I usually bring a pad of paper with me to talks, but don't take notes. I do write down things I want to revisit later, and sometimes it turns into full blown note-taking. Taking notes reduces my ability to concentrate on the lecture, so if it's a really difficult lecture or if the material is totally new to me, taking notes is a sure way to not get much out of the lecture (unless I commit a large chunk of time to reviewing the notes afterwards).
If I know I'm going to review the material carefully (e.g. if I'm taking a class and I'm putting a lot of effort into it), then I live-TeX notes, which has a number of advantages:
- It's much faster to strike a key than it is to write a character by hand, so I TeX much better notes than I can take by hand. I find that I can even write down lots of things the speaker says but doesn't write.
- I can throw the notes up on my web page, which makes other people in the same class happy.
- I can grep (or otherwise search) my notes.
- If I have the time, I can edit the notes and end up with an awesome reference (e.g. I put a lot of effort into editing my Lie groups and Stacks notes). More often, I review my notes but not edit them very much, in which case they're still pretty nice to have later on.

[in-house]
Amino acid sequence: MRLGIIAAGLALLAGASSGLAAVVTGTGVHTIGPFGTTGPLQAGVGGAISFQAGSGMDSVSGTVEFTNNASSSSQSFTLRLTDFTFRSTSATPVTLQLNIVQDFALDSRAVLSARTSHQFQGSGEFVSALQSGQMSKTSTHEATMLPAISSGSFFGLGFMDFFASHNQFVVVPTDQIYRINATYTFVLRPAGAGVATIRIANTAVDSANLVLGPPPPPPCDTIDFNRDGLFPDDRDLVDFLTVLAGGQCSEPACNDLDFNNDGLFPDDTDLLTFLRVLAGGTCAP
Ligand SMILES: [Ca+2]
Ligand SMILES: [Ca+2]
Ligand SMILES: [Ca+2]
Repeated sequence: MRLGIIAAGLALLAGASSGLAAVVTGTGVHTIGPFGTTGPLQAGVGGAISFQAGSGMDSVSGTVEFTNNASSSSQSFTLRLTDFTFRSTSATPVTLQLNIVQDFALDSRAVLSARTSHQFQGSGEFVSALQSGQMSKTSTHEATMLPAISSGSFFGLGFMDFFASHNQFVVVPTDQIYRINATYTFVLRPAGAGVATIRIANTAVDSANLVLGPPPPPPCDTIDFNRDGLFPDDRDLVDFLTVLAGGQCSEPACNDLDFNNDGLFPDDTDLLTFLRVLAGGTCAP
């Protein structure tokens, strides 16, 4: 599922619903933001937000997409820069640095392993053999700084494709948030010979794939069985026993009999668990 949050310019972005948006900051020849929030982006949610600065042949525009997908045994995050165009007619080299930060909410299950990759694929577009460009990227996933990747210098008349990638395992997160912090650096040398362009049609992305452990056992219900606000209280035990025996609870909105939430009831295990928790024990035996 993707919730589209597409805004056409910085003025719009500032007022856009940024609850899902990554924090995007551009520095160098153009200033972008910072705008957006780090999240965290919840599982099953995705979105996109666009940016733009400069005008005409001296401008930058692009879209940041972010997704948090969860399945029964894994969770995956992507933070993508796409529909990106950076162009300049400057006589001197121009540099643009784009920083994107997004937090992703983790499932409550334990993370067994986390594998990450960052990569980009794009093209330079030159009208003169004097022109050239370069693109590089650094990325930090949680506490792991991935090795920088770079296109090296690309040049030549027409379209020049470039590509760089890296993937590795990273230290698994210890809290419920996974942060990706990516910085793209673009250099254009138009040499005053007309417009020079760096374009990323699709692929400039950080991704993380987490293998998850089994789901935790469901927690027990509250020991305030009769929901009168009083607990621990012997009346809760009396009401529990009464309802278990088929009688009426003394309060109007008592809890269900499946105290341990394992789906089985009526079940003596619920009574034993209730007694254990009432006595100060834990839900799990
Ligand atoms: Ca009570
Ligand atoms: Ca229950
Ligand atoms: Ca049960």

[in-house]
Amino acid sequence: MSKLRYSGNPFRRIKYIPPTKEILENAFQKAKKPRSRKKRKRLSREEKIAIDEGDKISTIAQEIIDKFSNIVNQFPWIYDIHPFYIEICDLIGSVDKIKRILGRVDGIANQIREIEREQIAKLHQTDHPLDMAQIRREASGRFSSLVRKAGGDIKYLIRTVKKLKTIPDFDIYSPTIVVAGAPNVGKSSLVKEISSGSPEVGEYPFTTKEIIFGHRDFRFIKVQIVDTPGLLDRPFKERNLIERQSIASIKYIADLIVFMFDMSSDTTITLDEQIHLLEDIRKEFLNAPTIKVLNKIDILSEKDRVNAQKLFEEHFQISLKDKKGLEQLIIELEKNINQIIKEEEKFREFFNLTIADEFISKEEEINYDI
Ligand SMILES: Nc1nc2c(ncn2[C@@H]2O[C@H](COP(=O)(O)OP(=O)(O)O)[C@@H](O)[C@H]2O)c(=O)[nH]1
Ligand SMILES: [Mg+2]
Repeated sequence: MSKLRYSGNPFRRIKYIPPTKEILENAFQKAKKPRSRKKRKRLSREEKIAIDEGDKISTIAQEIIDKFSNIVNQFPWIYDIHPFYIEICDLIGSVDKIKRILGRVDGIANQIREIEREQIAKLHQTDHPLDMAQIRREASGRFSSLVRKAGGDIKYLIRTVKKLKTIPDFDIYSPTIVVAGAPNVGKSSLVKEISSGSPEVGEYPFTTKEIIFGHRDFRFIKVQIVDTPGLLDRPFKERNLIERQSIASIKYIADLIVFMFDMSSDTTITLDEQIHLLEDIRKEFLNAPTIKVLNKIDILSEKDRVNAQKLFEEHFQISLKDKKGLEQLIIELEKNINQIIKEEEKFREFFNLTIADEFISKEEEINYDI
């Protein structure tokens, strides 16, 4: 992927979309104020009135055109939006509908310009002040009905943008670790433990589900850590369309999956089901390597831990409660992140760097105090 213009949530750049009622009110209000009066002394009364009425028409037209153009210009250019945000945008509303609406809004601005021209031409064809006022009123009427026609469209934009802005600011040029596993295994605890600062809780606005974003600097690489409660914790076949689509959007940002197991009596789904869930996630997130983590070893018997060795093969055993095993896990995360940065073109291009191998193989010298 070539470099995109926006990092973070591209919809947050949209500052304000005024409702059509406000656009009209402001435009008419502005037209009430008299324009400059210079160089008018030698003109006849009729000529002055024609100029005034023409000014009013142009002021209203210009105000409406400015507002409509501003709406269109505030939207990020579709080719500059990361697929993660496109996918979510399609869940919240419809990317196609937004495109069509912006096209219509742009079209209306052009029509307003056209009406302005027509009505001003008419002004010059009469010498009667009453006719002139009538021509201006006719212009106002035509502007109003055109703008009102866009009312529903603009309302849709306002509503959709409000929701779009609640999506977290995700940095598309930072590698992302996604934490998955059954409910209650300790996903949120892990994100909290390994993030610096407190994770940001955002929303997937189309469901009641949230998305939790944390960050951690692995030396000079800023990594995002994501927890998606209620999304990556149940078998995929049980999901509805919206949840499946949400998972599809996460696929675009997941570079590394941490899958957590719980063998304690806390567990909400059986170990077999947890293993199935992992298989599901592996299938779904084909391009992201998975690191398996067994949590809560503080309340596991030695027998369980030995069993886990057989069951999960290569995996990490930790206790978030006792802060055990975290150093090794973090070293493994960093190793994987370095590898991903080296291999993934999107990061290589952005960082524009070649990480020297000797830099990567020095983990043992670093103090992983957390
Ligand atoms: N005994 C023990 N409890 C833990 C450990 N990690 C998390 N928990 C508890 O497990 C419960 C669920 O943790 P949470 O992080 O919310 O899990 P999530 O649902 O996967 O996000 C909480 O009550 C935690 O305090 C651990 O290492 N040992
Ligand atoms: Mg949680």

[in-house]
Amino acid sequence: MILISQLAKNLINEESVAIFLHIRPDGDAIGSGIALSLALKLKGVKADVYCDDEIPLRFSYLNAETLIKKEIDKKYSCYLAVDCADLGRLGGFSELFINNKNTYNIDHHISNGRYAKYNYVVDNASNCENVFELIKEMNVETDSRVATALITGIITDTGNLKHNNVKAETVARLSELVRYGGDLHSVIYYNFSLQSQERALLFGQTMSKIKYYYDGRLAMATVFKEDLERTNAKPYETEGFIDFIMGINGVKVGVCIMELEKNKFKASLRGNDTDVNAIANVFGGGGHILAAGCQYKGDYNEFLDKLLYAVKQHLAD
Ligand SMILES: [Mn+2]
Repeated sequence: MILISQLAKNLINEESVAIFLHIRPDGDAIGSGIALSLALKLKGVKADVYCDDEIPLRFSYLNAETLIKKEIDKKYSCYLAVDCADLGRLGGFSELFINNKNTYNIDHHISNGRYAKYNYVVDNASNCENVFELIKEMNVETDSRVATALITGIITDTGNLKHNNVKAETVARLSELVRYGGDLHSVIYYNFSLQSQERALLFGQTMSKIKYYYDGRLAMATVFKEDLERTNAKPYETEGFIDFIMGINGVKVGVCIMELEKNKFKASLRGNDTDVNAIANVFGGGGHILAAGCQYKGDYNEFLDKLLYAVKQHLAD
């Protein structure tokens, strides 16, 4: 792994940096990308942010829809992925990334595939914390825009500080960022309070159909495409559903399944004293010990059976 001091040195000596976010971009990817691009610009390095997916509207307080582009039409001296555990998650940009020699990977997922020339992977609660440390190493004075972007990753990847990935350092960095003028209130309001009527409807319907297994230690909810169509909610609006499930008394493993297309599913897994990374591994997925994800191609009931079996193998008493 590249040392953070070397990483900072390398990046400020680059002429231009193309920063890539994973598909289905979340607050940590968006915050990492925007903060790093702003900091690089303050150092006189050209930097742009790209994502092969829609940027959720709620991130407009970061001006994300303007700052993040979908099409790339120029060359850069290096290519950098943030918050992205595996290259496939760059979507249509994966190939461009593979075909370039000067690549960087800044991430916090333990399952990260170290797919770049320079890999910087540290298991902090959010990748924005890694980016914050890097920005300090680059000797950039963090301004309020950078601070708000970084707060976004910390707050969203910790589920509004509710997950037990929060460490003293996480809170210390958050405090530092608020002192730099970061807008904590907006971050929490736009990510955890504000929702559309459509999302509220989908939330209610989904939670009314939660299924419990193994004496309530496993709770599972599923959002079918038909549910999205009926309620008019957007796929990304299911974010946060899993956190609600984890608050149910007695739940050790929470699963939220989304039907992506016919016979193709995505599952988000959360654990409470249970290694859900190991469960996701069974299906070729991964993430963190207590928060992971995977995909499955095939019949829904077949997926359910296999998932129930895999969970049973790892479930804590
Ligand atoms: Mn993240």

If you're considering live-TeXing, try it! It's a lot easier than you might think. Also, look at this page of advice I wrote up when I found myself repeating it to many people.
Edit: By the way, I post all my source, and you're welcome to look at it if you want to see how I set up my headers or manage my files. If I have an svn repository for the notes, you can get them with the command
svn checkout svn://sheafy.net/courses/halg_sp2008 (to get my homological algebra notes from Peter Teichner's course for example). If there's no svn repository, you can download the tgz (tar+gzip) file and uncompress it.